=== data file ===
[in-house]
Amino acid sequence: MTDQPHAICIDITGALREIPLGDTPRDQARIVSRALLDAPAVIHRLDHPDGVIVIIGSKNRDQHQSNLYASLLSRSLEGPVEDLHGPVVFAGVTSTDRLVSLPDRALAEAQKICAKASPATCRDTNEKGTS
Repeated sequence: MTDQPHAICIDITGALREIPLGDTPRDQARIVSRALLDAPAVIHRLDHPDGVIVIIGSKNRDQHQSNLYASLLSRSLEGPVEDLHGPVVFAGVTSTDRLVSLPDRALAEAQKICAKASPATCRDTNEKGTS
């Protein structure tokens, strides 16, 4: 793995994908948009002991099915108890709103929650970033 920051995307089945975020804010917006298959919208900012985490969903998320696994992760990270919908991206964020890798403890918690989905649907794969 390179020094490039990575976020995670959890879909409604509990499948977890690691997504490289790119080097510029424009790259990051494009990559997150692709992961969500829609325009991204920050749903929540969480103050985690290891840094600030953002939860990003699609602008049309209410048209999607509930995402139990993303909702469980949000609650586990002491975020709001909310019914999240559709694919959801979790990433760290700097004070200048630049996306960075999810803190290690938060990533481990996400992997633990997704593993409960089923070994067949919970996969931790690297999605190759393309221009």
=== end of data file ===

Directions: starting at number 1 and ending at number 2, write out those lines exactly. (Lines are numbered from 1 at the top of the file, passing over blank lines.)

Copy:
[in-house]
Amino acid sequence: MTDQPHAICIDITGALREIPLGDTPRDQARIVSRALLDAPAVIHRLDHPDGVIVIIGSKNRDQHQSNLYASLLSRSLEGPVEDLHGPVVFAGVTSTDRLVSLPDRALAEAQKICAKASPATCRDTNEKGTS